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View Full Version : CPP strings and user input



whackaxe
03-24-2004, 10:43 PM
hi peeps

i'm currently writing a small program that has a file system class (called C_fsystem)

this is it's code

[CODE]
class C_fsystem
{
protected:
char SZ_fpath [];
char SZ_fname [];
char SZ_fexten [];
public:
void setPath(char* TMP_buffer){strcpy(SZ_fpath, TMP_buffer);}
void setName(char* TMP_buffer){strcpy(SZ_fname, TMP_buffer);}
void setExten(char* TMP_buffer){strcpy(SZ_fexten, TMP_buffer);}
char fullName();
C_fsystem(char*, char*, char*);
};

C_fsystem::C_fsystem(char* PARAM_path, char* PARAM_name, char* PARAM_exten)
{
strcpy(SZ_fpath, PARAM_path);
strcpy(SZ_fpath, PARAM_name);
strcpy(SZ_fpath, PARAM_exten);
}

char C_fsystem::fullName()
{
char TMP_path [1000];
strcpy(TMP_path, SZ_fpath);
strcat(TMP_path, SZ_fname);
strcat(TMP_path, ".");
strcat(TMP_path, SZ_fexten);
}

int main()
{
C_fsystem myfile("D:\\my documents 2\\robin\\cpp sources\\terraserve\\", "main", "cpp");
cout<<myfile.fullName();
cin.get();
exit(0);
}
[CODE]

now everything compiles well, but i get a wierd symbol on my screen instead of the path, like i was expecting.

i'm getting the impression ive got compeltly the wrong end of the stick concerning strings.

another problem is, how do i initalise strings/char arrays so they can be any length? do i have to use dynamic memeory or not?

Unit
03-25-2004, 12:09 AM
it happens because your fullName function does not return anything!


// return type should be a string, not a char.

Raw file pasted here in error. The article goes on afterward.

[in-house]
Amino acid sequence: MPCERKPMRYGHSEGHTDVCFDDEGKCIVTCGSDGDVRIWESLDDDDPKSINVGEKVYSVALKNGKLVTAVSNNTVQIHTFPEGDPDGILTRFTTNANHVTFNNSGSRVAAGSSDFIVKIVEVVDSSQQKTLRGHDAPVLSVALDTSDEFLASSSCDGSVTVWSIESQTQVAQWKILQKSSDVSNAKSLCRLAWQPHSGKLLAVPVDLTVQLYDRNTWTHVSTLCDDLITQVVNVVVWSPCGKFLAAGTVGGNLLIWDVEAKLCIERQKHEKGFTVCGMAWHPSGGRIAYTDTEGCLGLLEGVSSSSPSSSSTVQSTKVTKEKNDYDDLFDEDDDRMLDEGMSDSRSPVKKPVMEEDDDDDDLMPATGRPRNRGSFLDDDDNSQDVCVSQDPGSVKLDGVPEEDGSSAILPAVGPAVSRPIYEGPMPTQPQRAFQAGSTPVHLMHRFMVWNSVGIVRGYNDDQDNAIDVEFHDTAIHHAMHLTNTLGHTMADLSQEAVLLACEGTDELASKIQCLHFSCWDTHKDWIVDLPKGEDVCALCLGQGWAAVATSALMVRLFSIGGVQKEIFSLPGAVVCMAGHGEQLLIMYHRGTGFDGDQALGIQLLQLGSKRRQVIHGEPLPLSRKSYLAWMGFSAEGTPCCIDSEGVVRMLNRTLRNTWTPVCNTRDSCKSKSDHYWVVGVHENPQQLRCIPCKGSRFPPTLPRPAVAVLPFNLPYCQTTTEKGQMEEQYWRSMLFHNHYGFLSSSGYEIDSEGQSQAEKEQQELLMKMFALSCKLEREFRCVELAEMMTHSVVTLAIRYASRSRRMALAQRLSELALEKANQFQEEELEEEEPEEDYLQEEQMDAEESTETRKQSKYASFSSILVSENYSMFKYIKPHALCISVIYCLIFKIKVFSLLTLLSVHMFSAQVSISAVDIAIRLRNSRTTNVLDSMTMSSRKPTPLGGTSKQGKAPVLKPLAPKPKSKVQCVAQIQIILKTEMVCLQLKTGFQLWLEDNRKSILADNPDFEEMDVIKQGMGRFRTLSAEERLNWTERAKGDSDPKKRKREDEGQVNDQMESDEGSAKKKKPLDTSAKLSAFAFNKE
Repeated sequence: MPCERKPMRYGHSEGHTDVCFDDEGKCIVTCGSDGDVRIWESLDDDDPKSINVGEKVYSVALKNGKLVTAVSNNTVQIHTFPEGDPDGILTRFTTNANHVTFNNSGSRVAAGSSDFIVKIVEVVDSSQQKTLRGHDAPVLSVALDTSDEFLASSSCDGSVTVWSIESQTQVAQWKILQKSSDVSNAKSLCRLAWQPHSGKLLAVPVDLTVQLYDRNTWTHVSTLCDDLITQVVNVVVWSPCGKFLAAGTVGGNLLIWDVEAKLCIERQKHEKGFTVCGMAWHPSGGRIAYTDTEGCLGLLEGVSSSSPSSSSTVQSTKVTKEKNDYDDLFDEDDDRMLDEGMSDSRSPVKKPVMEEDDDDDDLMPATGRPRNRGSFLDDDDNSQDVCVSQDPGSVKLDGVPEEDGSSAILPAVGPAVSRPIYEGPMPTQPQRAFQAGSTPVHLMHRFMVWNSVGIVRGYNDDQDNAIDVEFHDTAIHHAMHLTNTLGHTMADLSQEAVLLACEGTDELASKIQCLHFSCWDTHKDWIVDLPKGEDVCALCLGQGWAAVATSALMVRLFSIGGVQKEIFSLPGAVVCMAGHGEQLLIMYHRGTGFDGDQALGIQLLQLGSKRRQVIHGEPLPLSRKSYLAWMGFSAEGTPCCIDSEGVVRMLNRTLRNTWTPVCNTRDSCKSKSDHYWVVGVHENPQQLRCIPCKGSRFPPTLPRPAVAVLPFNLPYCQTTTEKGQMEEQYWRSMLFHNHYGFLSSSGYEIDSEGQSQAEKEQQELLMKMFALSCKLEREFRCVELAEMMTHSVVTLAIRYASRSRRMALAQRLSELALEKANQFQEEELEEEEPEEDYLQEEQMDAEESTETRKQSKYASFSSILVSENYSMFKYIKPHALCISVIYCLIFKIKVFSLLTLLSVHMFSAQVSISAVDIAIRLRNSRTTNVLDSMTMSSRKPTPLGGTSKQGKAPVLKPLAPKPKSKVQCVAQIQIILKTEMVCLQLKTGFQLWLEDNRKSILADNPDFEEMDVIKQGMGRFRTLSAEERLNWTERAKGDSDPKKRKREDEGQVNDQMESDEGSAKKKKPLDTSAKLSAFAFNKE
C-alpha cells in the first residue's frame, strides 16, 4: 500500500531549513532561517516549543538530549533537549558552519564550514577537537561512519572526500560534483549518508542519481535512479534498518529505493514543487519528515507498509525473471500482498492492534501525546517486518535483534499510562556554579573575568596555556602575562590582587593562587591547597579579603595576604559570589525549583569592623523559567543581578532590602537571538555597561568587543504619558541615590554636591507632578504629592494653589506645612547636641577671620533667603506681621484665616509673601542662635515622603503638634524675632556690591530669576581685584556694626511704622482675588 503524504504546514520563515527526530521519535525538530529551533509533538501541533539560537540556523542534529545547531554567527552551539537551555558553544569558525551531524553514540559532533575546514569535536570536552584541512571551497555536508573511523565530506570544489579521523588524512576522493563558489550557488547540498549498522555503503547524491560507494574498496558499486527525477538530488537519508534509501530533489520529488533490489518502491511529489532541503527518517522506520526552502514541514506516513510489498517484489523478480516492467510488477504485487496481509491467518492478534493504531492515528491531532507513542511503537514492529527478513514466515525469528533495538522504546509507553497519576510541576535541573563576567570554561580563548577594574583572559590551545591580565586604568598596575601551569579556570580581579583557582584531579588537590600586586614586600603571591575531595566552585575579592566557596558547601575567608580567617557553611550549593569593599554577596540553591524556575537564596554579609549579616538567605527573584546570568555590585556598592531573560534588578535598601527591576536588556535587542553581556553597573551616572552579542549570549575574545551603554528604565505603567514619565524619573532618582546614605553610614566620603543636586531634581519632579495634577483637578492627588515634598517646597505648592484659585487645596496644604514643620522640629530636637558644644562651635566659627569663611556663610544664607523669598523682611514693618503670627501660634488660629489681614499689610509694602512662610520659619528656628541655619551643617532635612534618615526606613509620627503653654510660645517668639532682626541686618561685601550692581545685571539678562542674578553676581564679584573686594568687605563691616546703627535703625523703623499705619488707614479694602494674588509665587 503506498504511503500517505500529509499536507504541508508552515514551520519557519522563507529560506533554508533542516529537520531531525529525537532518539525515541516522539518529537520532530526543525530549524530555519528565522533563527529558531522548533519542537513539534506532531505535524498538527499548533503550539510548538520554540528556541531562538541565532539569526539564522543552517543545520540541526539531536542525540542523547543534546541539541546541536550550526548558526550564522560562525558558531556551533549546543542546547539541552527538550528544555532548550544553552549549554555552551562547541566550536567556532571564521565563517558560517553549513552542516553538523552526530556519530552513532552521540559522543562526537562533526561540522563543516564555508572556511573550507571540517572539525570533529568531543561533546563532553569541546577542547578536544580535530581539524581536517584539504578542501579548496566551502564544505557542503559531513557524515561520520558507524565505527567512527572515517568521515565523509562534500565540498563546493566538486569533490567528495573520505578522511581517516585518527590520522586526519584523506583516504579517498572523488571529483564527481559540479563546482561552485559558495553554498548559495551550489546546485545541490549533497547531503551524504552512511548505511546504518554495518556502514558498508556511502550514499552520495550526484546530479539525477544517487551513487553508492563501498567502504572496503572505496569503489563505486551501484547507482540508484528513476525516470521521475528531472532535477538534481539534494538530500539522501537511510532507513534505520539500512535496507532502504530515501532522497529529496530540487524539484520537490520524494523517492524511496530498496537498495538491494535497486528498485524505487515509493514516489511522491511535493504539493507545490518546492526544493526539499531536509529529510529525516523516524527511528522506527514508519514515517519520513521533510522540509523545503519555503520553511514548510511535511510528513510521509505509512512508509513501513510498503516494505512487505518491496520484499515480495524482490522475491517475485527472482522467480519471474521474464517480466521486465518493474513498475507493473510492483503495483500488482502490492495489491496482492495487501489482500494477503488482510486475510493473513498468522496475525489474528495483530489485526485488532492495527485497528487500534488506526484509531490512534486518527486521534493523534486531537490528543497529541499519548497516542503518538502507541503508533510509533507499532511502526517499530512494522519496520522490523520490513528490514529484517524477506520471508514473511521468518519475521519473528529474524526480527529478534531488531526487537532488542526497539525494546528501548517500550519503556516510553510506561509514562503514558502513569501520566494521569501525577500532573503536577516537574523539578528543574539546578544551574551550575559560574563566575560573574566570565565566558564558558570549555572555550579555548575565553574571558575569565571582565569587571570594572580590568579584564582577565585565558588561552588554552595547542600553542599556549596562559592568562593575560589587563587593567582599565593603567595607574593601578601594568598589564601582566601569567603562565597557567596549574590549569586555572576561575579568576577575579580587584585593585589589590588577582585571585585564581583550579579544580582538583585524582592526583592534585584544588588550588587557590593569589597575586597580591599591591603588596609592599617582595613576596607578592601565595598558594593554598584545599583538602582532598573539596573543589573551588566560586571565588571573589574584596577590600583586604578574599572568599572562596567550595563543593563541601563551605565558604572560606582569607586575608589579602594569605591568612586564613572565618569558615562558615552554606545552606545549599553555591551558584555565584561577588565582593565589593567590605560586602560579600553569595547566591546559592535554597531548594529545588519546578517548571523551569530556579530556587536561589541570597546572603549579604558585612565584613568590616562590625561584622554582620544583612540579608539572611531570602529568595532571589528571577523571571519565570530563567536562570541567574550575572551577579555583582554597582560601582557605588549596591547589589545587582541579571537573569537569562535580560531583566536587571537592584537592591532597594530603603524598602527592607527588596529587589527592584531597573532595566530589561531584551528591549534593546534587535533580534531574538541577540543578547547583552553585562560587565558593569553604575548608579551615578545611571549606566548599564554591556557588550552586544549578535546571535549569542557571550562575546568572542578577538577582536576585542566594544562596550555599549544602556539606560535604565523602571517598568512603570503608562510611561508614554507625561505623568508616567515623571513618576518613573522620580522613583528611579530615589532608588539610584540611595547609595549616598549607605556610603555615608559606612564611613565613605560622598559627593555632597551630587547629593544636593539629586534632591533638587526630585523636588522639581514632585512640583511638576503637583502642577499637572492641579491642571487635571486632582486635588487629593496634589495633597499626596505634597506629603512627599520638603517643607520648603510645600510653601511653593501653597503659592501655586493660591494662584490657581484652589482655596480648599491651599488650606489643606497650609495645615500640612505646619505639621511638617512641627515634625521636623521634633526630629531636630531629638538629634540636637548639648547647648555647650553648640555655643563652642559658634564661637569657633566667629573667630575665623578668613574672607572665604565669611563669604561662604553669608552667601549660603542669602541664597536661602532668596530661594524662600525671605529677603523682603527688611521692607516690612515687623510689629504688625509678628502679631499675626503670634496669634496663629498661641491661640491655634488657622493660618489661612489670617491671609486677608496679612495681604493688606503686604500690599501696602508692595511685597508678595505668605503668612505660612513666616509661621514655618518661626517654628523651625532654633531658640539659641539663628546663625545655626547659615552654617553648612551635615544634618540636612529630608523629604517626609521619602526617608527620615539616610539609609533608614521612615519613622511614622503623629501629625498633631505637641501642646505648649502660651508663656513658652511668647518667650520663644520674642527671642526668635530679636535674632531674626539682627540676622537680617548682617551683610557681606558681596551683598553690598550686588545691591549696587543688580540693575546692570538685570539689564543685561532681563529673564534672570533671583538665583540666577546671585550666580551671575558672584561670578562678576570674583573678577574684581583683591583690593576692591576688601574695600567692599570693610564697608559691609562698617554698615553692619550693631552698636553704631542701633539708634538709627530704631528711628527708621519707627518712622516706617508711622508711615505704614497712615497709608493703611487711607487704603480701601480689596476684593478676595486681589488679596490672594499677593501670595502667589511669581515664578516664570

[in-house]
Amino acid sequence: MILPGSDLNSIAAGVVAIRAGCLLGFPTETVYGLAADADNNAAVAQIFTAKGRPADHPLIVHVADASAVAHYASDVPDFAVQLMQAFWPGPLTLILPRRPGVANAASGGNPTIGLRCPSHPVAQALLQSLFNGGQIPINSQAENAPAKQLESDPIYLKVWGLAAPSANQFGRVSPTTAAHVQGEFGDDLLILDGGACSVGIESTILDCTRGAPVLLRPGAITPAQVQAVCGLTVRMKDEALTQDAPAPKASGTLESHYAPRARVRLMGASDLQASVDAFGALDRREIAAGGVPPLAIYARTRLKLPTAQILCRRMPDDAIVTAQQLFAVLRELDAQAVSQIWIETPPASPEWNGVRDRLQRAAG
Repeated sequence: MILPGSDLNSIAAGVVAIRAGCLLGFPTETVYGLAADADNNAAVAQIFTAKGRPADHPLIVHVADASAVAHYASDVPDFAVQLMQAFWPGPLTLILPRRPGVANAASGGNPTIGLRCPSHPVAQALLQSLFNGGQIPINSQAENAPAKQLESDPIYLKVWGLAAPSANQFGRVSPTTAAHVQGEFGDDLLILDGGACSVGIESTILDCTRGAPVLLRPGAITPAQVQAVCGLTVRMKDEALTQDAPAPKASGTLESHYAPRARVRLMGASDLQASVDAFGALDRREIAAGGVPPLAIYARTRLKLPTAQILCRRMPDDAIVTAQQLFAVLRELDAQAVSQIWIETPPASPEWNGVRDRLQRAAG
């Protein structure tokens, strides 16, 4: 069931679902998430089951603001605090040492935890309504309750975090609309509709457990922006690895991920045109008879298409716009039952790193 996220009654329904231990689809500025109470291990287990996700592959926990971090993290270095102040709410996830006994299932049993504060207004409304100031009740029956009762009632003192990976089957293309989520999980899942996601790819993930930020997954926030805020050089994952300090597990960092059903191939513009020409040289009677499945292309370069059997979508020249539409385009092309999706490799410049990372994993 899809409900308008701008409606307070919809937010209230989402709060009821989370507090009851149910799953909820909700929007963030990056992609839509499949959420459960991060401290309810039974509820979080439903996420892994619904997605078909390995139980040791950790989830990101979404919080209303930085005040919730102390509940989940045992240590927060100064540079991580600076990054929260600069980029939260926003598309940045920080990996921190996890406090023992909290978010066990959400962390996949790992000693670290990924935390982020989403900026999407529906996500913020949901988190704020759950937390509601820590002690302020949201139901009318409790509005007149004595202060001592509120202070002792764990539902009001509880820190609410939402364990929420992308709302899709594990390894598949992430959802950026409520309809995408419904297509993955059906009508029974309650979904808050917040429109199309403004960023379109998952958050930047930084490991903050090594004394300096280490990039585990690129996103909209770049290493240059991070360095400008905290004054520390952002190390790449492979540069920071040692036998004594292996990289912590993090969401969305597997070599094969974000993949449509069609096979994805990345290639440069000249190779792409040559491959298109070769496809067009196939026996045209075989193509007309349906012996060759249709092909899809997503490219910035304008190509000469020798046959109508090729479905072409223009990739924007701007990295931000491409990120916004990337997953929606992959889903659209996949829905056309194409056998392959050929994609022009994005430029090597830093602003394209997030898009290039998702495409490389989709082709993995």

char C_fsystem::fullName()
{
char TMP_path [1000];
strcpy(TMP_path, SZ_fpath);
strcat(TMP_path, SZ_fname);
strcat(TMP_path, ".");
strcat(TMP_path, SZ_fexten);
// missing return value here - you cannot return TMP_path as its a local variable.
// consider rewriting this function in a different way.
}

whackaxe
03-25-2004, 06:12 PM
doh! i spent so much time fidling with stings i thought it would be that.

why can't i return TMP_path though? what is it lcoal to? the function or the class. in what does it differ to this for example(from cplusplus.com tutorial)

#include <iostream.h>

int addition (int a, int b)
{
int r;
r=a+b;
return (r);
}

int main ()
{
int z;
z = addition (5,3);
cout << "The result is " << z;
return 0;
}

r is local to the function but it is still returned

thanks :)

Unit
03-26-2004, 12:17 AM
It is local to the function. When you return a string, only the reference to the string is returned. so in essence, you are returning a pointer to a local memory location which will not be available after the function call!

In your example, you are returning an int. and when you return an int, it returns the integer and not a reference to it. To apply the analogy, you can return a char in that way, but not a string.



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